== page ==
- Be prepared for tough negotiations and to deal with grey issues. Be firm, polite, and creative, but be prepared to say no.
- Building up good business relationships and trust is very important in China, so expect to spend a lot of time at meetings and banquets with your potential business partners.
- Business meetings always start promptly, so it’s important to arrive early for the standard formal introductions. It is usual to be introduced to the most senior person at the meeting first, followed by the others in descending order of seniority.
- A handshake is the standard way to greet men and women, whatever their age or seniority. Note that the Chinese respect their elders, so an extra show of courtesy in the presence of an older person will reflect well on you.
- Business cards (ming pian) are essential in China, and it’s a good idea to have your card translated into Chinese on the reverse side. Present your card with both hands with the Chinese side face up. It’s a sign a respect to spend a few moments examining the business cards you receive rather than putting them away immediately.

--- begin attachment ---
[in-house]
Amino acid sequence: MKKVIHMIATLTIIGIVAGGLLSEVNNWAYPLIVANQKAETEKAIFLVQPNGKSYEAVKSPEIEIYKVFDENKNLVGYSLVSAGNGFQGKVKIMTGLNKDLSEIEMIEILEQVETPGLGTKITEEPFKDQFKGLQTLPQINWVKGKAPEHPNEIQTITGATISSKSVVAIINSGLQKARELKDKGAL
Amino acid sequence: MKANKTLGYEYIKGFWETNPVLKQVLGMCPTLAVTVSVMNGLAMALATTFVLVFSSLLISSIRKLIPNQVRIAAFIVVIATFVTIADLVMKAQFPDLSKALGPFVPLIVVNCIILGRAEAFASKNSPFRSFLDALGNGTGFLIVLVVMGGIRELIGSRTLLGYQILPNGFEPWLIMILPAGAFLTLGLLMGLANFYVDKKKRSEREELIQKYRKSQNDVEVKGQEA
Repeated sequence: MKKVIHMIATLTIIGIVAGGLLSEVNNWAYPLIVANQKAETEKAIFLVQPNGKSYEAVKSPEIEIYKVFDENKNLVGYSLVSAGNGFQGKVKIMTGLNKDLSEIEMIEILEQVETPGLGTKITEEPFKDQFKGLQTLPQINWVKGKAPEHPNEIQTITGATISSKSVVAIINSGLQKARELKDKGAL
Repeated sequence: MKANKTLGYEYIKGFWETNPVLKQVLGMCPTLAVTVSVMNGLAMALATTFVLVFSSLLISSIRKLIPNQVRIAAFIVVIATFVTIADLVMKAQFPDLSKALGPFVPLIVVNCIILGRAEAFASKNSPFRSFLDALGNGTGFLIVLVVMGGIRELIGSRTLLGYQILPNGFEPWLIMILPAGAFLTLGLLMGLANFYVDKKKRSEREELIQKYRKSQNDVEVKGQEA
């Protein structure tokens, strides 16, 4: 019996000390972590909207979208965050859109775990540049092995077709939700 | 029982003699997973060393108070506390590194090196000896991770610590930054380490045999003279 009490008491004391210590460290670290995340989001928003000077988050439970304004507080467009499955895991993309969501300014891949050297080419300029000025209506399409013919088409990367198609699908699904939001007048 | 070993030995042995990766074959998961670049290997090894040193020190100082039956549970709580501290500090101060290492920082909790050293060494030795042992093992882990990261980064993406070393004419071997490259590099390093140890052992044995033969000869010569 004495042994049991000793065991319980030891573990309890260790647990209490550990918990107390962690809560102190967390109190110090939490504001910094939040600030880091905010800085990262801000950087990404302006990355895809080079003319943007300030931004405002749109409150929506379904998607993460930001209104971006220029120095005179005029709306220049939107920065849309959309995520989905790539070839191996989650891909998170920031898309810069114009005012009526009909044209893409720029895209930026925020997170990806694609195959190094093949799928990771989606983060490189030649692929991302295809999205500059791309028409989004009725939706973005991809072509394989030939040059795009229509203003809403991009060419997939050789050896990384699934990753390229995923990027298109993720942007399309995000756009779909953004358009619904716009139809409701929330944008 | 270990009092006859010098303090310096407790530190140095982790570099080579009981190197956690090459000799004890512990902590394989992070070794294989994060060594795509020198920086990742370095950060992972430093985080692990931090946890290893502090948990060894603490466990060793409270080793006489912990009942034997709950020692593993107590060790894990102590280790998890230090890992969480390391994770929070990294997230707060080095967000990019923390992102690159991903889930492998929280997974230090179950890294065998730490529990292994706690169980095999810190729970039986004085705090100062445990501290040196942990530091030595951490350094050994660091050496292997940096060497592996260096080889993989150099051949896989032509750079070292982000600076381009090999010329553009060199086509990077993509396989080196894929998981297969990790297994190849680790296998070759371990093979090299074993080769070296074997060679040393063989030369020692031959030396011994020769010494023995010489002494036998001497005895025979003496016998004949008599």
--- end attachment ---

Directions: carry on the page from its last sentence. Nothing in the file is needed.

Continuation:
- When meeting potential business partners, it is helpful to know some Mandarin. Simple phrases such as ‘Ni hao’ (hello) ‘Zao shang hao (good morning) and Xia wu hao (good afternoon) can go a long way. Note that surnames are placed first, eg. Mr Yao Ming should therefore be addressed as ‘Mr Yao’.
- A great deal of business in China is conducted over dinner, where very senior people may attend who were not at previous negotiations, but are key to the approval of a business deal. However, business dinners or lunches can also indicate a general warming of a relationship, and in this case, their role should not be over-stated.
- Never begin eating or drinking until you host does. It is polite to try all dishes that are offered to you, but you can discreetly leave anything you don’t like at the edge of your plate. Don’t place your chopsticks pointing into the bowl – always place them horizontally on the hold provided.